A 79-year-old man has an elevated prostate-specific antigen (PSA) level (11.3 ng/mL). About 1 month earlier, when he was hospitalized for a serious urinary tract infection (UTI), his PSA level was 13.3 ng/mL. The more recent level was obtained after he received antibiotic therapy for the UTI.
The patient has had symptoms of urinary tract obstruction for several years; these have recently worsened, and he now experiences nocturia 4 or 5 times a night. For many years, he has had chronic obstructive pulmonary disease (COPD), associated with a smoking history of 55 pack-years; symptoms include a daily productive cough and dyspnea on exertion. He uses a variety of nebulizers and theophylline(Drug information on theophylline).
The patient remains active and plays golf weekly. He lives at home with his wife, who had a minor stroke several years ago. Although she has recovered and has no major disability, she no longer drives, and her husband has become the main caretaker in the household.
The patient appears his stated age. There is mild expiratory wheezing in the upper lung fields. Heart beat is regular, with an increased P2 sound. Percussion of the bones reveals no tenderness.
LABORATORY AND IMAGING RESULTS
Results of a chemistry panel are normal. Alkaline phosphatase level is slightly elevated at 250 U/L (normal, less than 225 U/L), but hepatic transaminase levels are normal. Hemoglobin level is 16.2 g/dL; hematocrit is 52%; and white blood cell and platelet counts are normal. Chest film findings of a low diaphragm and hyperinflation are consistent with COPD. An ECG shows a borderline P pulmonale and large R waves in the precordium but is otherwise normal.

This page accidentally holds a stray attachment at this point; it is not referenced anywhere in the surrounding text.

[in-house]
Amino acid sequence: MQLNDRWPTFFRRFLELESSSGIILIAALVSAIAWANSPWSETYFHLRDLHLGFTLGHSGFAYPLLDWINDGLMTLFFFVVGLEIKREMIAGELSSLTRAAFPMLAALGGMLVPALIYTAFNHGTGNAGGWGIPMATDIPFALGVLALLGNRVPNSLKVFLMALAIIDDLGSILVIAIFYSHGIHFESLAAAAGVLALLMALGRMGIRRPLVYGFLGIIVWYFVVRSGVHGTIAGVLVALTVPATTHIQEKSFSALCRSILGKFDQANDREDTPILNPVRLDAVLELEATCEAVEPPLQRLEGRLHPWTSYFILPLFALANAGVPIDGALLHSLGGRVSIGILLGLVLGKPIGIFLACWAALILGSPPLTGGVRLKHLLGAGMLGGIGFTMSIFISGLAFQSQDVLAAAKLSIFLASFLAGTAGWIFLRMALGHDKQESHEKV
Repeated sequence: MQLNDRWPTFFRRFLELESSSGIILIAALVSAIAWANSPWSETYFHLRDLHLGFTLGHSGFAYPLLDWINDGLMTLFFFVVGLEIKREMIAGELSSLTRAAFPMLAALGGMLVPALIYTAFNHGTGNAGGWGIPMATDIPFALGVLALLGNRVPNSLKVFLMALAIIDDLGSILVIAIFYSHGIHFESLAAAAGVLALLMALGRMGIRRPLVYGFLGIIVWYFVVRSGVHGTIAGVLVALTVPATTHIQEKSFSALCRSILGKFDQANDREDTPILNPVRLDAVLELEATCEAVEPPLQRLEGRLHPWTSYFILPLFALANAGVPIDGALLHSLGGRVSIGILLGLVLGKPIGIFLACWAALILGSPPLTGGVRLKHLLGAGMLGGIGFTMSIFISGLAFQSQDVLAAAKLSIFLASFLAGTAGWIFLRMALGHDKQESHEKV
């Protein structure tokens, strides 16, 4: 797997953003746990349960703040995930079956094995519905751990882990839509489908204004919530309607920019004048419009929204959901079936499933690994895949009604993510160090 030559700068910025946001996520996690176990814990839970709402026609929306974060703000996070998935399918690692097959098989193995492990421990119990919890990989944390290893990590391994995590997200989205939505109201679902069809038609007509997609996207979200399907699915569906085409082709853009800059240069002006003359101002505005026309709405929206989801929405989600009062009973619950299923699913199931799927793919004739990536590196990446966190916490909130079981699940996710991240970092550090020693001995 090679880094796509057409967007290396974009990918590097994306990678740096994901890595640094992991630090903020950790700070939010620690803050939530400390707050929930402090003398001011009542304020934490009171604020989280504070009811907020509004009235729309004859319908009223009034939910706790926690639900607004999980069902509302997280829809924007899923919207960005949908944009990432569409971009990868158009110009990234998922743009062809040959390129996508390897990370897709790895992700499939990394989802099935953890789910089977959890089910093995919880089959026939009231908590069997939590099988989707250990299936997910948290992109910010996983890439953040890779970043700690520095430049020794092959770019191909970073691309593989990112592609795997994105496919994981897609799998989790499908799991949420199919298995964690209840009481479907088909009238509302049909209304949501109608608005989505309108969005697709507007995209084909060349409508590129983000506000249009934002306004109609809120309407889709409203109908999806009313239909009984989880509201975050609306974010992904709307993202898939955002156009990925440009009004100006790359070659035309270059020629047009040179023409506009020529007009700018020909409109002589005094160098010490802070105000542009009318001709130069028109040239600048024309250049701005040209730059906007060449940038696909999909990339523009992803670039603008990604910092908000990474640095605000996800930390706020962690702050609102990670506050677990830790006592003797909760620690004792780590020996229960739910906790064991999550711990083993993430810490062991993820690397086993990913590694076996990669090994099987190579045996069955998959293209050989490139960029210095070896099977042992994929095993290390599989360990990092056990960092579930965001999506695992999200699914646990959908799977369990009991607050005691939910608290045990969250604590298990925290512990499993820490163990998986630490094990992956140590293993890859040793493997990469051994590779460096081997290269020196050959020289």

Which of the following options is most appropriate for this patient?
- Perform a biopsy, and if the results are positive for prostate cancer, obtain a metastatic workup. If results of the workup are negative, proceed with a radical prostatectomy.
- Perform a biopsy, and if the results are positive for prostate cancer, obtain a metastatic workup. If results of the workup are positive, refer the patient to an oncologist for chemotherapy prior to any surgery.
- Proceed with a transurethral prostatic resection (TUPR) to relieve symptoms, and obtain bone studies to detect metastatic disease. Defer further therapy pending symptoms of metastatic disease.
- Proceed with TUPR to relieve symptoms, and obtain bone studies to detect metastatic disease. Initiate hormonal therapy for any metastatic disease immediately following the operation.